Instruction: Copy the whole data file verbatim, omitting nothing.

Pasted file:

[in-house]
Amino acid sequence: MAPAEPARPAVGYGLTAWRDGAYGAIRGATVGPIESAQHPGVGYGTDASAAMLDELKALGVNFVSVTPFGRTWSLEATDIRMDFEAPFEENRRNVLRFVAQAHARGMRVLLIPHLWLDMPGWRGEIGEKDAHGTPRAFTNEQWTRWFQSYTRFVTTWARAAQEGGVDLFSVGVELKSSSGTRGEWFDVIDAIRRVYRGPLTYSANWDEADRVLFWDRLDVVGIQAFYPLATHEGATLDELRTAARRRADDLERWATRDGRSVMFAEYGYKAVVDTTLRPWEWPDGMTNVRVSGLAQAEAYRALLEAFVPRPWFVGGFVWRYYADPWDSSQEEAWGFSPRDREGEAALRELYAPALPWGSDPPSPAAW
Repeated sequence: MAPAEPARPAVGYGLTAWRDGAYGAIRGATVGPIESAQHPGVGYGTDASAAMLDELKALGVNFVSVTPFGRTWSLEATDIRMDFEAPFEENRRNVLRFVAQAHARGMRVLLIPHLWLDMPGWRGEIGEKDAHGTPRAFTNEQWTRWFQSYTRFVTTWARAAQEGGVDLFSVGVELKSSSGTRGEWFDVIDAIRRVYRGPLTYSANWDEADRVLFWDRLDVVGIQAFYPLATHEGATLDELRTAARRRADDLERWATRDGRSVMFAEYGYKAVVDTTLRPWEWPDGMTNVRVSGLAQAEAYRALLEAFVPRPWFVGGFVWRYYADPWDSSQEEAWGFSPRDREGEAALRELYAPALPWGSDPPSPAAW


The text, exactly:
[in-house]
Amino acid sequence: MAPAEPARPAVGYGLTAWRDGAYGAIRGATVGPIESAQHPGVGYGTDASAAMLDELKALGVNFVSVTPFGRTWSLEATDIRMDFEAPFEENRRNVLRFVAQAHARGMRVLLIPHLWLDMPGWRGEIGEKDAHGTPRAFTNEQWTRWFQSYTRFVTTWARAAQEGGVDLFSVGVELKSSSGTRGEWFDVIDAIRRVYRGPLTYSANWDEADRVLFWDRLDVVGIQAFYPLATHEGATLDELRTAARRRADDLERWATRDGRSVMFAEYGYKAVVDTTLRPWEWPDGMTNVRVSGLAQAEAYRALLEAFVPRPWFVGGFVWRYYADPWDSSQEEAWGFSPRDREGEAALRELYAPALPWGSDPPSPAAW
Repeated sequence: MAPAEPARPAVGYGLTAWRDGAYGAIRGATVGPIESAQHPGVGYGTDASAAMLDELKALGVNFVSVTPFGRTWSLEATDIRMDFEAPFEENRRNVLRFVAQAHARGMRVLLIPHLWLDMPGWRGEIGEKDAHGTPRAFTNEQWTRWFQSYTRFVTTWARAAQEGGVDLFSVGVELKSSSGTRGEWFDVIDAIRRVYRGPLTYSANWDEADRVLFWDRLDVVGIQAFYPLATHEGATLDELRTAARRRADDLERWATRDGRSVMFAEYGYKAVVDTTLRPWEWPDGMTNVRVSGLAQAEAYRALLEAFVPRPWFVGGFVWRYYADPWDSSQEEAWGFSPRDREGEAALRELYAPALPWGSDPPSPAAW